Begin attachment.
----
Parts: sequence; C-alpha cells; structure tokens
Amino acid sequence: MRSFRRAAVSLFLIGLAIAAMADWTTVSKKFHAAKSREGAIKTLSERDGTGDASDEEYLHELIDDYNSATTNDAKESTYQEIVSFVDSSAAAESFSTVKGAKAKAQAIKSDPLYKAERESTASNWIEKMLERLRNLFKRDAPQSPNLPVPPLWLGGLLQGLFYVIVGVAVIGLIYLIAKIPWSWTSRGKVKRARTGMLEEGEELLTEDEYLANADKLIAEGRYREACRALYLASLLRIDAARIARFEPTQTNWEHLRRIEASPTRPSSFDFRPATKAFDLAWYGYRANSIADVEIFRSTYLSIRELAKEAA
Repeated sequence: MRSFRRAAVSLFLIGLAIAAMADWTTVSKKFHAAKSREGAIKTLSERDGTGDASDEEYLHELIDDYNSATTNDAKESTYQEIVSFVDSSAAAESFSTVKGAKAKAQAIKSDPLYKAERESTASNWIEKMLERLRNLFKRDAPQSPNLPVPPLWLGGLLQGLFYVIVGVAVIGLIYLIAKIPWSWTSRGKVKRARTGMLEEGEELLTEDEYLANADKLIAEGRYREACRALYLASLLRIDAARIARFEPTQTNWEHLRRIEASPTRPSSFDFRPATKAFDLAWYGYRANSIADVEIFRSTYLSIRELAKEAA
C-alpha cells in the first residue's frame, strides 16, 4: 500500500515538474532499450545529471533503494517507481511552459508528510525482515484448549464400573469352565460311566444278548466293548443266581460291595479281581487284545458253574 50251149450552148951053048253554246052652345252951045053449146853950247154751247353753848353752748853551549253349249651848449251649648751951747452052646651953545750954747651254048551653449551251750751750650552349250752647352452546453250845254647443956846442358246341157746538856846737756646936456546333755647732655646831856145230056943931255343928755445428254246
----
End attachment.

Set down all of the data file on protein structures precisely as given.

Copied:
Parts: sequence; C-alpha cells; structure tokens
Amino acid sequence: MRSFRRAAVSLFLIGLAIAAMADWTTVSKKFHAAKSREGAIKTLSERDGTGDASDEEYLHELIDDYNSATTNDAKESTYQEIVSFVDSSAAAESFSTVKGAKAKAQAIKSDPLYKAERESTASNWIEKMLERLRNLFKRDAPQSPNLPVPPLWLGGLLQGLFYVIVGVAVIGLIYLIAKIPWSWTSRGKVKRARTGMLEEGEELLTEDEYLANADKLIAEGRYREACRALYLASLLRIDAARIARFEPTQTNWEHLRRIEASPTRPSSFDFRPATKAFDLAWYGYRANSIADVEIFRSTYLSIRELAKEAA
Repeated sequence: MRSFRRAAVSLFLIGLAIAAMADWTTVSKKFHAAKSREGAIKTLSERDGTGDASDEEYLHELIDDYNSATTNDAKESTYQEIVSFVDSSAAAESFSTVKGAKAKAQAIKSDPLYKAERESTASNWIEKMLERLRNLFKRDAPQSPNLPVPPLWLGGLLQGLFYVIVGVAVIGLIYLIAKIPWSWTSRGKVKRARTGMLEEGEELLTEDEYLANADKLIAEGRYREACRALYLASLLRIDAARIARFEPTQTNWEHLRRIEASPTRPSSFDFRPATKAFDLAWYGYRANSIADVEIFRSTYLSIRELAKEAA
C-alpha cells in the first residue's frame, strides 16, 4: 500500500515538474532499450545529471533503494517507481511552459508528510525482515484448549464400573469352565460311566444278548466293548443266581460291595479281581487284545458253574 50251149450552148951053048253554246052652345252951045053449146853950247154751247353753848353752748853551549253349249651848449251649648751951747452052646651953545750954747651254048551653449551251750751750650552349250752647352452546453250845254647443956846442358246341157746538856846737756646936456546333755647732655646831856145230056943931255343928755445428254246